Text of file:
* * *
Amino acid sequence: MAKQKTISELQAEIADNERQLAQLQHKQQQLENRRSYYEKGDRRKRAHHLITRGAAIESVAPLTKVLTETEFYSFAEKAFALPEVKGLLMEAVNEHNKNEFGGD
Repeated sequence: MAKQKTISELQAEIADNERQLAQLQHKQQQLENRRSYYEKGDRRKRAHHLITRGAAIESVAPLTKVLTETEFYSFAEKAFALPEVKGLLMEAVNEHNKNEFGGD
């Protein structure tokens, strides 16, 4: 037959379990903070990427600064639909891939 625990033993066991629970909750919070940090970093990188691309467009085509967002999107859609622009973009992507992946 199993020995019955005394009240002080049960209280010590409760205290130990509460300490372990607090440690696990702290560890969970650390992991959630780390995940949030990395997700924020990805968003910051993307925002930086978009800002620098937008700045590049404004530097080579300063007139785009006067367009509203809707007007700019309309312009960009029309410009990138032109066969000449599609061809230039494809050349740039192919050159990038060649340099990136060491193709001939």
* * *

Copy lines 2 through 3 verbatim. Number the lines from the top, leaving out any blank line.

Repeated sequence: MAKQKTISELQAEIADNERQLAQLQHKQQQLENRRSYYEKGDRRKRAHHLITRGAAIESVAPLTKVLTETEFYSFAEKAFALPEVKGLLMEAVNEHNKNEFGGD
């Protein structure tokens, strides 16, 4: 037959379990903070990427600064639909891939 625990033993066991629970909750919070940090970093990188691309467009085509967002999107859609622009973009992507992946 199993020995019955005394009240002080049960209280010590409760205290130990509460300490372990607090440690696990702290560890969970650390992991959630780390995940949030990395997700924020990805968003910051993307925002930086978009800002620098937008700045590049404004530097080579300063007139785009006067367009509203809707007007700019309309312009960009029309410009990138032109066969000449599609061809230039494809050349740039192919050159990038060649340099990136060491193709001939």